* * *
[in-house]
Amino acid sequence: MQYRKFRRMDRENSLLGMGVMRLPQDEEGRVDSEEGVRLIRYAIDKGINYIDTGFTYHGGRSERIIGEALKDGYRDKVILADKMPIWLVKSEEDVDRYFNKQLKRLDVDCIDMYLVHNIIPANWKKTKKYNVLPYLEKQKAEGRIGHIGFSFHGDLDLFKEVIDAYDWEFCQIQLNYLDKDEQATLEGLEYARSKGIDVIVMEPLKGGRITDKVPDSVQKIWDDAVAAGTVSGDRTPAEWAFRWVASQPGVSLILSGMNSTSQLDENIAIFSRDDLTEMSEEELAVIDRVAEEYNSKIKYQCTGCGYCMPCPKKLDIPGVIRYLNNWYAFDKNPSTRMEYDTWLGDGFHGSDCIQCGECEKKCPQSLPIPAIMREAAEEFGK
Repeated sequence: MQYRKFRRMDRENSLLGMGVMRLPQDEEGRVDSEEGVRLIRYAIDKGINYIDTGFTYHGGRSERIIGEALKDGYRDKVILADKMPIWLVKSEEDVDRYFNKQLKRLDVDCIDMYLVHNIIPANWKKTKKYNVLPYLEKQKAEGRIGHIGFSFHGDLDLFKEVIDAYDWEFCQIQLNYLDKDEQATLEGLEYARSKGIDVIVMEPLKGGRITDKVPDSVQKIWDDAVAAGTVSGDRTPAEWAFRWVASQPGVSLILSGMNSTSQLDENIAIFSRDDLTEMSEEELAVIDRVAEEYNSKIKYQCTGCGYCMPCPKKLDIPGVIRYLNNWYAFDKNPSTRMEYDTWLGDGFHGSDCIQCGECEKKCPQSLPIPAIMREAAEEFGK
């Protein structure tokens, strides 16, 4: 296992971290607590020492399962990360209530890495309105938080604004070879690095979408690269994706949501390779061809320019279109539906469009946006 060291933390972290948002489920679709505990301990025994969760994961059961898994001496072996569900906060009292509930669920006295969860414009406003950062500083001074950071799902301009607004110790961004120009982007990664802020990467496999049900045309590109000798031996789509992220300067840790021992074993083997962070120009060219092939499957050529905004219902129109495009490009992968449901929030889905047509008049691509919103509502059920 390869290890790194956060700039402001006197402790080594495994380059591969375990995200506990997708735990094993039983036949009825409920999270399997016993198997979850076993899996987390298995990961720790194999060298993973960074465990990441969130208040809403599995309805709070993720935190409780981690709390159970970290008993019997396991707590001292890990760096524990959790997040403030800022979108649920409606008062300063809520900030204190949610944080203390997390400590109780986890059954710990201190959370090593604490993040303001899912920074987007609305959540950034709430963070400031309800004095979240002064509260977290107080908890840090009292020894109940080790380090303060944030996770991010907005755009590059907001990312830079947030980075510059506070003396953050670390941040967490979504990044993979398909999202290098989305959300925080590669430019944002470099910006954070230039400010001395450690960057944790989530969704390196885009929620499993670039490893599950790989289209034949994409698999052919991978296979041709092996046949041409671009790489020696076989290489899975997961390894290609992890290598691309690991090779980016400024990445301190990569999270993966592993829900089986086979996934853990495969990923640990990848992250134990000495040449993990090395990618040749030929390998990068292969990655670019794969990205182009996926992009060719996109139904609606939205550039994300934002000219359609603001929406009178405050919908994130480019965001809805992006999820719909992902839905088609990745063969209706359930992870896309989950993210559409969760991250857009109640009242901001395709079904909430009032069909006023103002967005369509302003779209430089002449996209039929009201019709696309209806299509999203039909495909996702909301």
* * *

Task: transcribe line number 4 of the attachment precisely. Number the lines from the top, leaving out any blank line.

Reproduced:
């Protein structure tokens, strides 16, 4: 296992971290607590020492399962990360209530890495309105938080604004070879690095979408690269994706949501390779061809320019279109539906469009946006 060291933390972290948002489920679709505990301990025994969760994961059961898994001496072996569900906060009292509930669920006295969860414009406003950062500083001074950071799902301009607004110790961004120009982007990664802020990467496999049900045309590109000798031996789509992220300067840790021992074993083997962070120009060219092939499957050529905004219902129109495009490009992968449901929030889905047509008049691509919103509502059920 390869290890790194956060700039402001006197402790080594495994380059591969375990995200506990997708735990094993039983036949009825409920999270399997016993198997979850076993899996987390298995990961720790194999060298993973960074465990990441969130208040809403599995309805709070993720935190409780981690709390159970970290008993019997396991707590001292890990760096524990959790997040403030800022979108649920409606008062300063809520900030204190949610944080203390997390400590109780986890059954710990201190959370090593604490993040303001899912920074987007609305959540950034709430963070400031309800004095979240002064509260977290107080908890840090009292020894109940080790380090303060944030996770991010907005755009590059907001990312830079947030980075510059506070003396953050670390941040967490979504990044993979398909999202290098989305959300925080590669430019944002470099910006954070230039400010001395450690960057944790989530969704390196885009929620499993670039490893599950790989289209034949994409698999052919991978296979041709092996046949041409671009790489020696076989290489899975997961390894290609992890290598691309690991090779980016400024990445301190990569999270993966592993829900089986086979996934853990495969990923640990990848992250134990000495040449993990090395990618040749030929390998990068292969990655670019794969990205182009996926992009060719996109139904609606939205550039994300934002000219359609603001929406009178405050919908994130480019965001809805992006999820719909992902839905088609990745063969209706359930992870896309989950993210559409969760991250857009109640009242901001395709079904909430009032069909006023103002967005369509302003779209430089002449996209039929009201019709696309209806299509999203039909495909996702909301």